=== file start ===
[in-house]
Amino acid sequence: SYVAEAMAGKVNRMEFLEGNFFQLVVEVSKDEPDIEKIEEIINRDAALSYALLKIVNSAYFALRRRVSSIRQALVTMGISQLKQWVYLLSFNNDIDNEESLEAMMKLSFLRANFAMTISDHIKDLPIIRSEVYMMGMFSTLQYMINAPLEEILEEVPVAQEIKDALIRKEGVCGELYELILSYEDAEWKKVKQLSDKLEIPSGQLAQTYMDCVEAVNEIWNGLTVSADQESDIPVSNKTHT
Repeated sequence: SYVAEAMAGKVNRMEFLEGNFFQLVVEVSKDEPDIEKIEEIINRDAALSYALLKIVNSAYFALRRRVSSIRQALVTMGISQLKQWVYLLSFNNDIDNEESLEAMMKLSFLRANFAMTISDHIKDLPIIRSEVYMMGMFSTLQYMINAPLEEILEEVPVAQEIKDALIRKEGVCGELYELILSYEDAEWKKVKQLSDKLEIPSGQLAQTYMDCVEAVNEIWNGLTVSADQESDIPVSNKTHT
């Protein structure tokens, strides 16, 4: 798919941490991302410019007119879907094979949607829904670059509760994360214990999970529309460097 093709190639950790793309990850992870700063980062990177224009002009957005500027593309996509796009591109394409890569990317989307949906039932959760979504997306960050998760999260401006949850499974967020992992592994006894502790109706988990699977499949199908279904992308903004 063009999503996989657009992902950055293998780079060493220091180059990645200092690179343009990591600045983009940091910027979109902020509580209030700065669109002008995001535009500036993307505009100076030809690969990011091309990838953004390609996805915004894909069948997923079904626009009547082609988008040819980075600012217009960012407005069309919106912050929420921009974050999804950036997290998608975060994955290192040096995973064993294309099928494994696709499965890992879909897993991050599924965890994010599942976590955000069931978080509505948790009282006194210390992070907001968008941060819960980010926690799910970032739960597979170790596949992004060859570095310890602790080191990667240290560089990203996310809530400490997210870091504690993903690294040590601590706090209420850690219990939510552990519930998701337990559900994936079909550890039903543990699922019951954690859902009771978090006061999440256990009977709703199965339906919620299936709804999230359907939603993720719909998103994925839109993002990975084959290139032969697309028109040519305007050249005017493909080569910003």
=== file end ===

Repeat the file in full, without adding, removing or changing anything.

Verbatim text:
[in-house]
Amino acid sequence: SYVAEAMAGKVNRMEFLEGNFFQLVVEVSKDEPDIEKIEEIINRDAALSYALLKIVNSAYFALRRRVSSIRQALVTMGISQLKQWVYLLSFNNDIDNEESLEAMMKLSFLRANFAMTISDHIKDLPIIRSEVYMMGMFSTLQYMINAPLEEILEEVPVAQEIKDALIRKEGVCGELYELILSYEDAEWKKVKQLSDKLEIPSGQLAQTYMDCVEAVNEIWNGLTVSADQESDIPVSNKTHT
Repeated sequence: SYVAEAMAGKVNRMEFLEGNFFQLVVEVSKDEPDIEKIEEIINRDAALSYALLKIVNSAYFALRRRVSSIRQALVTMGISQLKQWVYLLSFNNDIDNEESLEAMMKLSFLRANFAMTISDHIKDLPIIRSEVYMMGMFSTLQYMINAPLEEILEEVPVAQEIKDALIRKEGVCGELYELILSYEDAEWKKVKQLSDKLEIPSGQLAQTYMDCVEAVNEIWNGLTVSADQESDIPVSNKTHT
């Protein structure tokens, strides 16, 4: 798919941490991302410019007119879907094979949607829904670059509760994360214990999970529309460097 093709190639950790793309990850992870700063980062990177224009002009957005500027593309996509796009591109394409890569990317989307949906039932959760979504997306960050998760999260401006949850499974967020992992592994006894502790109706988990699977499949199908279904992308903004 063009999503996989657009992902950055293998780079060493220091180059990645200092690179343009990591600045983009940091910027979109902020509580209030700065669109002008995001535009500036993307505009100076030809690969990011091309990838953004390609996805915004894909069948997923079904626009009547082609988008040819980075600012217009960012407005069309919106912050929420921009974050999804950036997290998608975060994955290192040096995973064993294309099928494994696709499965890992879909897993991050599924965890994010599942976590955000069931978080509505948790009282006194210390992070907001968008941060819960980010926690799910970032739960597979170790596949992004060859570095310890602790080191990667240290560089990203996310809530400490997210870091504690993903690294040590601590706090209420850690219990939510552990519930998701337990559900994936079909550890039903543990699922019951954690859902009771978090006061999440256990009977709703199965339906919620299936709804999230359907939603993720719909998103994925839109993002990975084959290139032969697309028109040519305007050249005017493909080569910003």